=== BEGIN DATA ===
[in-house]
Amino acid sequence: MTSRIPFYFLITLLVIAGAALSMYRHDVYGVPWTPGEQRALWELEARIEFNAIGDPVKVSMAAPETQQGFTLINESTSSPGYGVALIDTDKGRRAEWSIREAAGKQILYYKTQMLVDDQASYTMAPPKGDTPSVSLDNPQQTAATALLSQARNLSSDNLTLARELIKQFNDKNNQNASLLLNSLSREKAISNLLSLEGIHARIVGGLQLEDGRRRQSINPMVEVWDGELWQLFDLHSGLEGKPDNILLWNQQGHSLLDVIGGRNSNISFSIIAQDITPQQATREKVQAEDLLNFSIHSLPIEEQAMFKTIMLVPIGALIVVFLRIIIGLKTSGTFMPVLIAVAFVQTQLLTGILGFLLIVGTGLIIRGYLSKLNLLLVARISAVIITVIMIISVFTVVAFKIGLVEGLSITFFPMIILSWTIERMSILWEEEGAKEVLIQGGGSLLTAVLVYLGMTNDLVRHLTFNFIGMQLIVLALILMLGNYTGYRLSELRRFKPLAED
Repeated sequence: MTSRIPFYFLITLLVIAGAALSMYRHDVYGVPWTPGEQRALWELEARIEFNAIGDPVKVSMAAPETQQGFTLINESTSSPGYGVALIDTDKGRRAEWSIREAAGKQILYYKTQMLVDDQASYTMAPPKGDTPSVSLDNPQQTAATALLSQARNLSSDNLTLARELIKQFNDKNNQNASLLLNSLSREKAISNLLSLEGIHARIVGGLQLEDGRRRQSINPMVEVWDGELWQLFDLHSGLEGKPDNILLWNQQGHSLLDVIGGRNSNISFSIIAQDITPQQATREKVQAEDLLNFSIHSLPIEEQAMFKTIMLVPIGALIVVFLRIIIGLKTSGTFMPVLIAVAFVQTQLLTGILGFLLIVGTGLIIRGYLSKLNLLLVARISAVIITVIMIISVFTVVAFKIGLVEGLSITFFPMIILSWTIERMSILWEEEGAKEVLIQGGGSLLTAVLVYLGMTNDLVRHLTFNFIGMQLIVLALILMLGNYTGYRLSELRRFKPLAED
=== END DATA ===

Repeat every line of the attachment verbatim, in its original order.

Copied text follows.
[in-house]
Amino acid sequence: MTSRIPFYFLITLLVIAGAALSMYRHDVYGVPWTPGEQRALWELEARIEFNAIGDPVKVSMAAPETQQGFTLINESTSSPGYGVALIDTDKGRRAEWSIREAAGKQILYYKTQMLVDDQASYTMAPPKGDTPSVSLDNPQQTAATALLSQARNLSSDNLTLARELIKQFNDKNNQNASLLLNSLSREKAISNLLSLEGIHARIVGGLQLEDGRRRQSINPMVEVWDGELWQLFDLHSGLEGKPDNILLWNQQGHSLLDVIGGRNSNISFSIIAQDITPQQATREKVQAEDLLNFSIHSLPIEEQAMFKTIMLVPIGALIVVFLRIIIGLKTSGTFMPVLIAVAFVQTQLLTGILGFLLIVGTGLIIRGYLSKLNLLLVARISAVIITVIMIISVFTVVAFKIGLVEGLSITFFPMIILSWTIERMSILWEEEGAKEVLIQGGGSLLTAVLVYLGMTNDLVRHLTFNFIGMQLIVLALILMLGNYTGYRLSELRRFKPLAED
Repeated sequence: MTSRIPFYFLITLLVIAGAALSMYRHDVYGVPWTPGEQRALWELEARIEFNAIGDPVKVSMAAPETQQGFTLINESTSSPGYGVALIDTDKGRRAEWSIREAAGKQILYYKTQMLVDDQASYTMAPPKGDTPSVSLDNPQQTAATALLSQARNLSSDNLTLARELIKQFNDKNNQNASLLLNSLSREKAISNLLSLEGIHARIVGGLQLEDGRRRQSINPMVEVWDGELWQLFDLHSGLEGKPDNILLWNQQGHSLLDVIGGRNSNISFSIIAQDITPQQATREKVQAEDLLNFSIHSLPIEEQAMFKTIMLVPIGALIVVFLRIIIGLKTSGTFMPVLIAVAFVQTQLLTGILGFLLIVGTGLIIRGYLSKLNLLLVARISAVIITVIMIISVFTVVAFKIGLVEGLSITFFPMIILSWTIERMSILWEEEGAKEVLIQGGGSLLTAVLVYLGMTNDLVRHLTFNFIGMQLIVLALILMLGNYTGYRLSELRRFKPLAED